By Nora Welch, Senior Leadership Development Associate at Joining Vision and Action
It’s inevitable. Deadline is tomorrow, mandatory social event is tonight, and brain is mush at the moment. The panic, the pressure, the pain. These are very real emotions and circumstances that require real responses—we know, we’ve been there.
As the JVA team works to support the changemakers of the world, we, too, can feel the pinch of too much to do and too few resources to do it with. Goodness knows, we’ve pulled the all-nighter or become a weekend warrior to make sure things got done.
But what about the littler things that can help keep you on track (and not hyperventilating)? That’s what I wanted to explore in this week’s blog. Based on my own experiences along with my colleagues’, here are some ideas on how to alleviate the “OMG, what am I going to do?” moments.
So, when the going gets tough, JVAers…
Get out of there! No, I am not suggesting you absolve yourself of responsibility and take off to Vegas for the weekend. I am suggesting removing yourself from wherever you’ve been sitting and stewing for the past few hours and yet still only have two semi-good sentences on that grant application.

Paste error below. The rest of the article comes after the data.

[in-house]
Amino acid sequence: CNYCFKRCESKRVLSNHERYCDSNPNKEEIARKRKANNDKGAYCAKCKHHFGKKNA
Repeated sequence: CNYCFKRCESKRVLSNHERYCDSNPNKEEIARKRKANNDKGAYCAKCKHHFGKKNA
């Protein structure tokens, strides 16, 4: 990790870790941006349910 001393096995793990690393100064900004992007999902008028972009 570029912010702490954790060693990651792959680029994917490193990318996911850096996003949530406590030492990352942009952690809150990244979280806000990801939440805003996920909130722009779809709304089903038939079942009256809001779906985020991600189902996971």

If your seat cushion is perfectly formed to your body, it’s time for a break.
- Freshen up the energy by hosting a little dance party (for one or more).
- Follow Lisa’s lead and make sure you get outside for at least a little bit each day. Doesn’t have to be extensive, but does need to be outdoors. Take a page from the books of Jill, Silvia and Marshall, and take the dog (or cat?) for a walk. You’ll both thank you later.
- Shift focus. Maybe run some errands, if you have flexibility to do so. Sometimes the feeling of accomplishing something (even if it’s just getting that almond milk you need for the next morning’s coffee) is better than nothing. You’ll feel better and get the good juju flowing again.
- Do some jumping jacks, sun salutations or other physical activity to “get the blood pumping,” as they say.
- Take a nap. (Didn’t see that coming, did you?) Seriously, though. Sometimes just a little bit of rest can reset your body so that it’s better able to receive all of those great ideas that are just waiting to break through.